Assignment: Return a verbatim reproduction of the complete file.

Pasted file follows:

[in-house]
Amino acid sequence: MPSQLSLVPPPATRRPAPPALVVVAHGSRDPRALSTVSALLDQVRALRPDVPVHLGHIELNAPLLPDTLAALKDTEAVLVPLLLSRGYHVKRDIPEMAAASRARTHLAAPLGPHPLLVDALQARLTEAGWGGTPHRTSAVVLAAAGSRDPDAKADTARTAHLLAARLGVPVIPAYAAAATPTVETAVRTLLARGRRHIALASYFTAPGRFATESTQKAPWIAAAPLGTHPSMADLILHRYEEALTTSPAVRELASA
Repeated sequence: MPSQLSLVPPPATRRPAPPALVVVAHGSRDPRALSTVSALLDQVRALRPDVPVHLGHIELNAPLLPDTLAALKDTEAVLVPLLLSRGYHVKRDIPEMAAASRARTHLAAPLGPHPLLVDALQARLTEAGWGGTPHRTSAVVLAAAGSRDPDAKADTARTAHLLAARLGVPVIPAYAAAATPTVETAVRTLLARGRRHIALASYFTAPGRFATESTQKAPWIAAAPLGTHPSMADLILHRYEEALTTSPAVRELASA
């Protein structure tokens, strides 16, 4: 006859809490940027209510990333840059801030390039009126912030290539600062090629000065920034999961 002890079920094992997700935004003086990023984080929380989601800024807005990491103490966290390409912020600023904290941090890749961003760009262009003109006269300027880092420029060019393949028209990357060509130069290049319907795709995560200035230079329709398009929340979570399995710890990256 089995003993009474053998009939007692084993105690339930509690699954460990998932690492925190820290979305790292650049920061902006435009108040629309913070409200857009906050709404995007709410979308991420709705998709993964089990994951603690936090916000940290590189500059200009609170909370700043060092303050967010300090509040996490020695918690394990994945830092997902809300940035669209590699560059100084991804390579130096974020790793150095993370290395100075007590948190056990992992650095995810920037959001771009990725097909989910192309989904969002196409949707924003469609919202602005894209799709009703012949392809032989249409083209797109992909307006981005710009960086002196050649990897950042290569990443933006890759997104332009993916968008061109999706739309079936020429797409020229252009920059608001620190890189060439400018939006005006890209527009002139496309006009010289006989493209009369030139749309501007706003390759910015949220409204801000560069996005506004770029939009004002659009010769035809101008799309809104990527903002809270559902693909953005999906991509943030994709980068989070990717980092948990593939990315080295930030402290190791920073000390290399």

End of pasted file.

[in-house]
Amino acid sequence: MPSQLSLVPPPATRRPAPPALVVVAHGSRDPRALSTVSALLDQVRALRPDVPVHLGHIELNAPLLPDTLAALKDTEAVLVPLLLSRGYHVKRDIPEMAAASRARTHLAAPLGPHPLLVDALQARLTEAGWGGTPHRTSAVVLAAAGSRDPDAKADTARTAHLLAARLGVPVIPAYAAAATPTVETAVRTLLARGRRHIALASYFTAPGRFATESTQKAPWIAAAPLGTHPSMADLILHRYEEALTTSPAVRELASA
Repeated sequence: MPSQLSLVPPPATRRPAPPALVVVAHGSRDPRALSTVSALLDQVRALRPDVPVHLGHIELNAPLLPDTLAALKDTEAVLVPLLLSRGYHVKRDIPEMAAASRARTHLAAPLGPHPLLVDALQARLTEAGWGGTPHRTSAVVLAAAGSRDPDAKADTARTAHLLAARLGVPVIPAYAAAATPTVETAVRTLLARGRRHIALASYFTAPGRFATESTQKAPWIAAAPLGTHPSMADLILHRYEEALTTSPAVRELASA
């Protein structure tokens, strides 16, 4: 006859809490940027209510990333840059801030390039009126912030290539600062090629000065920034999961 002890079920094992997700935004003086990023984080929380989601800024807005990491103490966290390409912020600023904290941090890749961003760009262009003109006269300027880092420029060019393949028209990357060509130069290049319907795709995560200035230079329709398009929340979570399995710890990256 089995003993009474053998009939007692084993105690339930509690699954460990998932690492925190820290979305790292650049920061902006435009108040629309913070409200857009906050709404995007709410979308991420709705998709993964089990994951603690936090916000940290590189500059200009609170909370700043060092303050967010300090509040996490020695918690394990994945830092997902809300940035669209590699560059100084991804390579130096974020790793150095993370290395100075007590948190056990992992650095995810920037959001771009990725097909989910192309989904969002196409949707924003469609919202602005894209799709009703012949392809032989249409083209797109992909307006981005710009960086002196050649990897950042290569990443933006890759997104332009993916968008061109999706739309079936020429797409020229252009920059608001620190890189060439400018939006005006890209527009002139496309006009010289006989493209009369030139749309501007706003390759910015949220409204801000560069996005506004770029939009004002659009010769035809101008799309809104990527903002809270559902693909953005999906991509943030994709980068989070990717980092948990593939990315080295930030402290190791920073000390290399």